Jaguar to Make Product Line-up Changes As Brand Chases Profitability
Jaguar to end production of gorgeous XF Sportbrake, among other models, as consumers continue to buy SUVs en masse.
There has been a massive shift with consumers buying new vehicles. They all want bigger vehicles that have more utility and a higher seating position. Naturally, this means that sport utility vehicles, and newer, smaller compact utility vehicles, are seeing a massive surge in sales. As such, manufacturers are scrambling to expand their product line-up, bringing in new offerings to fit every niche in the utility vehicle segment. It’s no coincidence that models like E-PACE, F-PACE and, now I-PACE have sprung up so quickly, from Jaguar, which is a relatively small brand.
Jaguar U.S. CEO, Joe Eberhardt, recently got quite candid with The Detroit Bureau over the future of the brand, and what this shift in consumer preference means for the company.
According to reporting from The Detroit Bureau, Jaguar posted a “loss of $371.5 million for the final quarter of 2018. That’s triggered a two-prong turnaround program that, U.S. CEO Joe Eberhardt said, is aimed at making the company ‘sustainable.'”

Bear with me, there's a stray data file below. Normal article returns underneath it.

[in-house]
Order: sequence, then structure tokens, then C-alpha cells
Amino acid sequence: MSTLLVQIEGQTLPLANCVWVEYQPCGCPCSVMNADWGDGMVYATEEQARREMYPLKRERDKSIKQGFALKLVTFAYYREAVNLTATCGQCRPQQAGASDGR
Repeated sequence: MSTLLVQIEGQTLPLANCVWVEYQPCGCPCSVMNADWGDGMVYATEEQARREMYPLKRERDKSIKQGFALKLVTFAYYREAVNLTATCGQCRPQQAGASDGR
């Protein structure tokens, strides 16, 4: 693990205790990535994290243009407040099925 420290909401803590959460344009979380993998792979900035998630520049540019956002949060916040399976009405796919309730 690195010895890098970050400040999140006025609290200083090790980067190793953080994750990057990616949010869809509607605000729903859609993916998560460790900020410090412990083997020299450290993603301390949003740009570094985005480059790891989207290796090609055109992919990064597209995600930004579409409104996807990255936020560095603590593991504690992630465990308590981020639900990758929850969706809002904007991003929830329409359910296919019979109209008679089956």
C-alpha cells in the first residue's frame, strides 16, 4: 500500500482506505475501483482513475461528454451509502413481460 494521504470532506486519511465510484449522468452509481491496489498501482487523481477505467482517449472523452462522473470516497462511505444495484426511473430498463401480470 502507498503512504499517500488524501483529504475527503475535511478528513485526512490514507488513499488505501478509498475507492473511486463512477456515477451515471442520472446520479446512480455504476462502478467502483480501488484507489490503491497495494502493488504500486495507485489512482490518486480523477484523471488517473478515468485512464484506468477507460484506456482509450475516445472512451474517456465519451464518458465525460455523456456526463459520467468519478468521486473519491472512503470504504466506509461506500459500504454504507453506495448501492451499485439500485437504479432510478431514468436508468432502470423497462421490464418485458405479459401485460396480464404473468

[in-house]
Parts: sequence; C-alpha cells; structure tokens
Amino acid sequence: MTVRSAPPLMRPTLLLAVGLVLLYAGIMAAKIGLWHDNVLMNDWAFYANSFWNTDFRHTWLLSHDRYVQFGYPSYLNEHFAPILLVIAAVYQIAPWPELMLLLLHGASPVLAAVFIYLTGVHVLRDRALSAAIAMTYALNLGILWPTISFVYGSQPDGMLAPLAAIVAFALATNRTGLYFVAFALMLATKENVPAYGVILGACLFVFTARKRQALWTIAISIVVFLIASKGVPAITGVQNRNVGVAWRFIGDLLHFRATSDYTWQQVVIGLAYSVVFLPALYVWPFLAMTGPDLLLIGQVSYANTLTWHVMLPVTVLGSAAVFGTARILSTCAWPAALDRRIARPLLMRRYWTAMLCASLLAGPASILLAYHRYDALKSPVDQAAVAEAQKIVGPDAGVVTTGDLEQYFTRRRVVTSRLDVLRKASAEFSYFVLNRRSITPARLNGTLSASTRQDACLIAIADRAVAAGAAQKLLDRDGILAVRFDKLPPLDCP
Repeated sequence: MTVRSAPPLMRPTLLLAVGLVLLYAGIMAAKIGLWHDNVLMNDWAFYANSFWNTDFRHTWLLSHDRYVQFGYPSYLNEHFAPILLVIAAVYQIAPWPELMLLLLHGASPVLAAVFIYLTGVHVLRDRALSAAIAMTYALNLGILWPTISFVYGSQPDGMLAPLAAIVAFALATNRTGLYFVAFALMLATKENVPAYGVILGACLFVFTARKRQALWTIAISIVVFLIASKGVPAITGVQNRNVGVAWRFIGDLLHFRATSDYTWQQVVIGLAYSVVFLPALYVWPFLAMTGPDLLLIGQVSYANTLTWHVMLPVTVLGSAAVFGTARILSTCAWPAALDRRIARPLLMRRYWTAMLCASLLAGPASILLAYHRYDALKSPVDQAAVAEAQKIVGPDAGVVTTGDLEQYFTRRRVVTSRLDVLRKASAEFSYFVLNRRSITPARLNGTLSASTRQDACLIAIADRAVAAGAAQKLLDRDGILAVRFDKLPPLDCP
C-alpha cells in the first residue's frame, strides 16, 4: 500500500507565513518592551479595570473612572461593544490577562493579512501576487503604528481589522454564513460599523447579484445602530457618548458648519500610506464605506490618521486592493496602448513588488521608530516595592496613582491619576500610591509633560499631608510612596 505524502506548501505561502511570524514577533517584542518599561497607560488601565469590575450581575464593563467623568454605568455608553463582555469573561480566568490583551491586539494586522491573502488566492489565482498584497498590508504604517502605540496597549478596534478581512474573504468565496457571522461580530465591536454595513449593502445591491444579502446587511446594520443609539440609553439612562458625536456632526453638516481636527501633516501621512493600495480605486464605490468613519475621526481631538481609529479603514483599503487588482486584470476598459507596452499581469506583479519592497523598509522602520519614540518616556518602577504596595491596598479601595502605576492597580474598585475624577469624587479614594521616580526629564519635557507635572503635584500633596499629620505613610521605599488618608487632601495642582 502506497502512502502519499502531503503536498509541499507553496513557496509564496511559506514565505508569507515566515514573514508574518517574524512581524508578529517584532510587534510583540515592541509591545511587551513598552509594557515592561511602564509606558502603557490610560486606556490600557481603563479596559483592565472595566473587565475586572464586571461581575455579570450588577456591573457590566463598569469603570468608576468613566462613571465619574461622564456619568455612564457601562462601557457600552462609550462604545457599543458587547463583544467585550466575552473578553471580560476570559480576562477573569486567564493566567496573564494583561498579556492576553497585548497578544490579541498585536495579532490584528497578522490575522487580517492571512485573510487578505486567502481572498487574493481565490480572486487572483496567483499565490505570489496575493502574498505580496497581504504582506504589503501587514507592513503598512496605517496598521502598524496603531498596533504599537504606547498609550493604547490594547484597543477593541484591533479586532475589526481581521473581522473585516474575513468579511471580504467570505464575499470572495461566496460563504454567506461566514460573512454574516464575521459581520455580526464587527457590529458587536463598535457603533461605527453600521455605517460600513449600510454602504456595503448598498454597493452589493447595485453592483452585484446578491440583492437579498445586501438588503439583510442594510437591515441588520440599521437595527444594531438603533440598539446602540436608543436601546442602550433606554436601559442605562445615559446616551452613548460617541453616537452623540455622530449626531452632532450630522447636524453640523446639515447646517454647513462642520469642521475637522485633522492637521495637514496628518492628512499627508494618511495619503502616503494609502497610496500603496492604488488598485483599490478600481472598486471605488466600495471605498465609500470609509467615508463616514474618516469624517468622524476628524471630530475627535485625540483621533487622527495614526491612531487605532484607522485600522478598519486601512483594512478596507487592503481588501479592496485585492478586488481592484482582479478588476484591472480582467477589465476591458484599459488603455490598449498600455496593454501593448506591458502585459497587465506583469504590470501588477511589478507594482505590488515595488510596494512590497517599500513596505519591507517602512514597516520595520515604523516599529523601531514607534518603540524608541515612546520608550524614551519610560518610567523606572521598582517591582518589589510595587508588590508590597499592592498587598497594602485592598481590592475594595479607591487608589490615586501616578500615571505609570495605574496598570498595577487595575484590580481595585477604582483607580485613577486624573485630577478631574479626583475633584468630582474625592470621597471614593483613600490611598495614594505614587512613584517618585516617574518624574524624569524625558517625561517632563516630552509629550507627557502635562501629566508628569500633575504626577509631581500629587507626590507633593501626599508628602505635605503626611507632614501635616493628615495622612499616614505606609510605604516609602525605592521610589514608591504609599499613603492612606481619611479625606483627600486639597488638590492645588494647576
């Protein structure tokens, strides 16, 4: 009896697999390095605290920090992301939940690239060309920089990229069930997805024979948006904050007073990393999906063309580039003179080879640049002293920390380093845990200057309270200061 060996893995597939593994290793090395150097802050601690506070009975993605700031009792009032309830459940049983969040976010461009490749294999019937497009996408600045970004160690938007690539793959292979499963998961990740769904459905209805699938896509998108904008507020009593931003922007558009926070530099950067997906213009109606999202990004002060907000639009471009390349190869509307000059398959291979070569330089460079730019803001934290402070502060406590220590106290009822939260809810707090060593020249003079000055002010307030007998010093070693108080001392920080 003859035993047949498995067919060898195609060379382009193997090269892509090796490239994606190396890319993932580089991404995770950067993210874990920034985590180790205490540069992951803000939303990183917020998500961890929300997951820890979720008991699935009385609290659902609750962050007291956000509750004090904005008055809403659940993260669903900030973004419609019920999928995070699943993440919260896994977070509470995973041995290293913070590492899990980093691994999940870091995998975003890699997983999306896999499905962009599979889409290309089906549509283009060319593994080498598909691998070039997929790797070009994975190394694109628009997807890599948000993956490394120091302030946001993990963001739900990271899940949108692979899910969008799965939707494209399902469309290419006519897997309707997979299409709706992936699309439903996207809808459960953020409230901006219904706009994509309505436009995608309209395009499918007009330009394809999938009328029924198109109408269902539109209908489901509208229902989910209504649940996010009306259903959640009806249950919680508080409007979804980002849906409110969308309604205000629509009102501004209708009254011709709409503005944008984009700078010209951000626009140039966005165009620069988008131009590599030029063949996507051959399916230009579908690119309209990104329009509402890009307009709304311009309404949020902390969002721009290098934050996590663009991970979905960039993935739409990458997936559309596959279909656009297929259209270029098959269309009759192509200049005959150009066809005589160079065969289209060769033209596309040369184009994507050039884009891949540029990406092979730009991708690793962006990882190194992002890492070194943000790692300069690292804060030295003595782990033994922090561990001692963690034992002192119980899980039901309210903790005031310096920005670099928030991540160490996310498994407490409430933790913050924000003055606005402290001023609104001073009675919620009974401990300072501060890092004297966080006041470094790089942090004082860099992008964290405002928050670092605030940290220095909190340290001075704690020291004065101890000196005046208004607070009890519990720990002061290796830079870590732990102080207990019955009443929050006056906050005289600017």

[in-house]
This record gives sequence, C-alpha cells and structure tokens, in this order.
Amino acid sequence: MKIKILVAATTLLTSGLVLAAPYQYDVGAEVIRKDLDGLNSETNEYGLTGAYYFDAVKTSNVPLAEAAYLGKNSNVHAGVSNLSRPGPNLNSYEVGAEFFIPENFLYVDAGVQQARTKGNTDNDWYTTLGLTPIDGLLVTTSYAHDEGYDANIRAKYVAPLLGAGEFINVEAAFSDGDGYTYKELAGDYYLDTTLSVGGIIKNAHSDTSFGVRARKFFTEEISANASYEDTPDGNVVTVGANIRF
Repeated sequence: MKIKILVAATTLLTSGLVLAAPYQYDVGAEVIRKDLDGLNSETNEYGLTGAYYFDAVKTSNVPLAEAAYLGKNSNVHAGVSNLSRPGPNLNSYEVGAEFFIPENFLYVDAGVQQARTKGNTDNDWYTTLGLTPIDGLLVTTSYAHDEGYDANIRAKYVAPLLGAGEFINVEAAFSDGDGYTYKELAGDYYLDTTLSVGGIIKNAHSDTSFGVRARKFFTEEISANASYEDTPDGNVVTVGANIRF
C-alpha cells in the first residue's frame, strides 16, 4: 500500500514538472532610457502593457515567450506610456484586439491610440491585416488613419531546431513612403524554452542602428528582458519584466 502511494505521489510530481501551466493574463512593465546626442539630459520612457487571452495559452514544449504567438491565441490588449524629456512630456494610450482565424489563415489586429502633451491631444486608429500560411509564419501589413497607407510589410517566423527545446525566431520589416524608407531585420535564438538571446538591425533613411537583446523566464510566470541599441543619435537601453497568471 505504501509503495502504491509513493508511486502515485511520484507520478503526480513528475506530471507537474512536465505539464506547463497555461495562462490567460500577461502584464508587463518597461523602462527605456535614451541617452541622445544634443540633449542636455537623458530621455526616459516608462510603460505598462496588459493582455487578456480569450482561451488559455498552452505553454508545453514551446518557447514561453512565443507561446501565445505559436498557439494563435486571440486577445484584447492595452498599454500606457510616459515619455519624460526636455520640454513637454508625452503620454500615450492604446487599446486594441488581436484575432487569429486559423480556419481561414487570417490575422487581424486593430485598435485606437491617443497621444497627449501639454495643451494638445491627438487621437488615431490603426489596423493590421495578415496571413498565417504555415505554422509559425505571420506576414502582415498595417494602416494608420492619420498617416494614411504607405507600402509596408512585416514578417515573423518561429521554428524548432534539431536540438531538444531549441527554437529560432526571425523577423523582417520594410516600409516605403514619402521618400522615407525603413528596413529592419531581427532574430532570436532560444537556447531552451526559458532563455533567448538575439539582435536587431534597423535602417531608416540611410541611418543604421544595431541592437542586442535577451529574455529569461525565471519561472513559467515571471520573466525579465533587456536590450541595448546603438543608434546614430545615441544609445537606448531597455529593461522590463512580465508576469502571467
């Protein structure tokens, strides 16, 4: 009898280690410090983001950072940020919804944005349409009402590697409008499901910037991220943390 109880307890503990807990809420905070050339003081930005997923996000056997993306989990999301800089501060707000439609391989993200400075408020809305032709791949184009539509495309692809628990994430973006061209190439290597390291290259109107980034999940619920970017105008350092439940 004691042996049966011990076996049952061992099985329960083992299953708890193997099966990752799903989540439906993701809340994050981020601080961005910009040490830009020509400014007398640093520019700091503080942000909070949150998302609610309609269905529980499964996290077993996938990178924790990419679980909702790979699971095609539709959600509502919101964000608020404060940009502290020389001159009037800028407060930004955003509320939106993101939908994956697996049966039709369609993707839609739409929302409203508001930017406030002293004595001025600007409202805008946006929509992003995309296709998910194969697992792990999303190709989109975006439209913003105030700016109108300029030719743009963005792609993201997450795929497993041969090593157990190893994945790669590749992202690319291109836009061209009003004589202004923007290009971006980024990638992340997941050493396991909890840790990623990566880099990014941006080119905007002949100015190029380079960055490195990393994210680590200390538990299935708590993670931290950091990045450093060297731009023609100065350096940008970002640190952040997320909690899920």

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While Eberhardt is pleased with how E-PACE, F-PACE and I-PACE have been received, they do account for 70% of Jaguar sales, he stresses the need to continue to expand SUV offerings. However, the trade off means that unprofitable model lines are going to have to get the axe to accelerate that expansion.
“I don’t think we knew how quickly that trend would happen when we did the F-Pace, E-Pace and I-Pace, so I guess you could call it luck. I can guarantee at the time, nobody said it would be 70% at planning meetings. The good news is that we have the product. The question now is how we react on the downside with cars that are not in demand.”
According to The Detroit Bureau, Jaguar will be discontinuing any manual transmission offerings for North America in 2019, as well as diesel powertrains. Also on the chopping block is the enthusiasts favorite, XF Sportbrake, as American consumers, by and large, haven’t warmed to the wagon, which is a shame. Also in question is the future of the venerable XJ full-size sedan. XJ is due for a refresh, but the brand is going to have to crunch the numbers to see if it’s worth their while, profitability-wise.
Eberhardt’s two-part plan, of cutting unprofitable model lines (sedans) and expanding the profitable ones (SUVs) is a necessary evil to stay competitive in the car making business. According to Eberhardt, these turnaround plans, dubbed “Charge” and “Acceleration” are poised to bring a potential $3.3 billion improvement to the brand’s bottom line, putting them back into profitability.